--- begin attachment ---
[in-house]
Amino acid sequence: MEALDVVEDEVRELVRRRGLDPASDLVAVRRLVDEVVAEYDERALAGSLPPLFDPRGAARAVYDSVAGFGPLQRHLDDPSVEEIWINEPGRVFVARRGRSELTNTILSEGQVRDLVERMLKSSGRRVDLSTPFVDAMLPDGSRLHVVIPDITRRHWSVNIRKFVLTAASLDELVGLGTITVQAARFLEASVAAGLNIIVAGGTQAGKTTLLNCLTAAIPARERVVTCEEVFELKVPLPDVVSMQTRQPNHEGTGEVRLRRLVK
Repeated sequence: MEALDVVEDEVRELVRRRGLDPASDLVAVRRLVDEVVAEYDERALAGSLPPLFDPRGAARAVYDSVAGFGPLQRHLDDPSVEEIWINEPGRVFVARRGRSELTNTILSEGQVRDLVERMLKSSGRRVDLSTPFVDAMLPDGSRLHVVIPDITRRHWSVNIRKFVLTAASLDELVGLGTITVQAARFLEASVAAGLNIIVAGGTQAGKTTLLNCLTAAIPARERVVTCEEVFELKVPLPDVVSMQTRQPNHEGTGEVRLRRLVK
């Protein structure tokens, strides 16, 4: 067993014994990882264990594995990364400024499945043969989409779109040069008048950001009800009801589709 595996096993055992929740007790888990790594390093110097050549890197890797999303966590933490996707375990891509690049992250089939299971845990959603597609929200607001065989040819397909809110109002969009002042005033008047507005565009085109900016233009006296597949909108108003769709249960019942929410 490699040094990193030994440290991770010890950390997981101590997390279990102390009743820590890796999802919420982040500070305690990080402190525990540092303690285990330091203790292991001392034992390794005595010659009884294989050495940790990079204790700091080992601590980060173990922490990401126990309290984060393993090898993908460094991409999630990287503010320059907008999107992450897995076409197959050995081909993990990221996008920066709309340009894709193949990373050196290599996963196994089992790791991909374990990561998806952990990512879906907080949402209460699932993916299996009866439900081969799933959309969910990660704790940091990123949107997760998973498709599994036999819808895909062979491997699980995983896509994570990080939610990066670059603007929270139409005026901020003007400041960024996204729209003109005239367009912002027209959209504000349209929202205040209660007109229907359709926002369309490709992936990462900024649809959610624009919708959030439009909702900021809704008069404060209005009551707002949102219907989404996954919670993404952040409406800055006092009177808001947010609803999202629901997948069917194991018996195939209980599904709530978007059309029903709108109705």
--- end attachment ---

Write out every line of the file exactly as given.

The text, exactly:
[in-house]
Amino acid sequence: MEALDVVEDEVRELVRRRGLDPASDLVAVRRLVDEVVAEYDERALAGSLPPLFDPRGAARAVYDSVAGFGPLQRHLDDPSVEEIWINEPGRVFVARRGRSELTNTILSEGQVRDLVERMLKSSGRRVDLSTPFVDAMLPDGSRLHVVIPDITRRHWSVNIRKFVLTAASLDELVGLGTITVQAARFLEASVAAGLNIIVAGGTQAGKTTLLNCLTAAIPARERVVTCEEVFELKVPLPDVVSMQTRQPNHEGTGEVRLRRLVK
Repeated sequence: MEALDVVEDEVRELVRRRGLDPASDLVAVRRLVDEVVAEYDERALAGSLPPLFDPRGAARAVYDSVAGFGPLQRHLDDPSVEEIWINEPGRVFVARRGRSELTNTILSEGQVRDLVERMLKSSGRRVDLSTPFVDAMLPDGSRLHVVIPDITRRHWSVNIRKFVLTAASLDELVGLGTITVQAARFLEASVAAGLNIIVAGGTQAGKTTLLNCLTAAIPARERVVTCEEVFELKVPLPDVVSMQTRQPNHEGTGEVRLRRLVK
């Protein structure tokens, strides 16, 4: 067993014994990882264990594995990364400024499945043969989409779109040069008048950001009800009801589709 595996096993055992929740007790888990790594390093110097050549890197890797999303966590933490996707375990891509690049992250089939299971845990959603597609929200607001065989040819397909809110109002969009002042005033008047507005565009085109900016233009006296597949909108108003769709249960019942929410 490699040094990193030994440290991770010890950390997981101590997390279990102390009743820590890796999802919420982040500070305690990080402190525990540092303690285990330091203790292991001392034992390794005595010659009884294989050495940790990079204790700091080992601590980060173990922490990401126990309290984060393993090898993908460094991409999630990287503010320059907008999107992450897995076409197959050995081909993990990221996008920066709309340009894709193949990373050196290599996963196994089992790791991909374990990561998806952990990512879906907080949402209460699932993916299996009866439900081969799933959309969910990660704790940091990123949107997760998973498709599994036999819808895909062979491997699980995983896509994570990080939610990066670059603007929270139409005026901020003007400041960024996204729209003109005239367009912002027209959209504000349209929202205040209660007109229907359709926002369309490709992936990462900024649809959610624009919708959030439009909702900021809704008069404060209005009551707002949102219907989404996954919670993404952040409406800055006092009177808001947010609803999202629901997948069917194991018996195939209980599904709530978007059309029903709108109705």